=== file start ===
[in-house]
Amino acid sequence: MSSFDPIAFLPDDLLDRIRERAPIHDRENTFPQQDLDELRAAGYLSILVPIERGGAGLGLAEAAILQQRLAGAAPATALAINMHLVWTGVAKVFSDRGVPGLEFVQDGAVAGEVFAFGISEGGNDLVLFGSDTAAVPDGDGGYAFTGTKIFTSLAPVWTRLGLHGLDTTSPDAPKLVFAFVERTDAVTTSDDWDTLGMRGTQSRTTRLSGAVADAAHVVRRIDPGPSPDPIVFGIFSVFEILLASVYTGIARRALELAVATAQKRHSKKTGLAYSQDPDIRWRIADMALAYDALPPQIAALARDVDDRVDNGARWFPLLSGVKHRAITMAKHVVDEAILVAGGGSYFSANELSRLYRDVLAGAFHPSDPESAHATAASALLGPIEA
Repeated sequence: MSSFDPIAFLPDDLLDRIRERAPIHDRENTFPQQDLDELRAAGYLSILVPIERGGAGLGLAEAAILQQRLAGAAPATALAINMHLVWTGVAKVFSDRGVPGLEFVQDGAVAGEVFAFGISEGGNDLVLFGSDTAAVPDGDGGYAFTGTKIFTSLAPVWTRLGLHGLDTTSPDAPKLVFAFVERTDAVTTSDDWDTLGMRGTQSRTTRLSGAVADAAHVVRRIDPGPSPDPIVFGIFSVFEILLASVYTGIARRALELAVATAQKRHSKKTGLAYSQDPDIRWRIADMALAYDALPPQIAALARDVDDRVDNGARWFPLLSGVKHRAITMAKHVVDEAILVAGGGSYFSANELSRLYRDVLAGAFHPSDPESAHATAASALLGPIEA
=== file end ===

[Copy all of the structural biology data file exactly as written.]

[in-house]
Amino acid sequence: MSSFDPIAFLPDDLLDRIRERAPIHDRENTFPQQDLDELRAAGYLSILVPIERGGAGLGLAEAAILQQRLAGAAPATALAINMHLVWTGVAKVFSDRGVPGLEFVQDGAVAGEVFAFGISEGGNDLVLFGSDTAAVPDGDGGYAFTGTKIFTSLAPVWTRLGLHGLDTTSPDAPKLVFAFVERTDAVTTSDDWDTLGMRGTQSRTTRLSGAVADAAHVVRRIDPGPSPDPIVFGIFSVFEILLASVYTGIARRALELAVATAQKRHSKKTGLAYSQDPDIRWRIADMALAYDALPPQIAALARDVDDRVDNGARWFPLLSGVKHRAITMAKHVVDEAILVAGGGSYFSANELSRLYRDVLAGAFHPSDPESAHATAASALLGPIEA
Repeated sequence: MSSFDPIAFLPDDLLDRIRERAPIHDRENTFPQQDLDELRAAGYLSILVPIERGGAGLGLAEAAILQQRLAGAAPATALAINMHLVWTGVAKVFSDRGVPGLEFVQDGAVAGEVFAFGISEGGNDLVLFGSDTAAVPDGDGGYAFTGTKIFTSLAPVWTRLGLHGLDTTSPDAPKLVFAFVERTDAVTTSDDWDTLGMRGTQSRTTRLSGAVADAAHVVRRIDPGPSPDPIVFGIFSVFEILLASVYTGIARRALELAVATAQKRHSKKTGLAYSQDPDIRWRIADMALAYDALPPQIAALARDVDDRVDNGARWFPLLSGVKHRAITMAKHVVDEAILVAGGGSYFSANELSRLYRDVLAGAFHPSDPESAHATAASALLGPIEA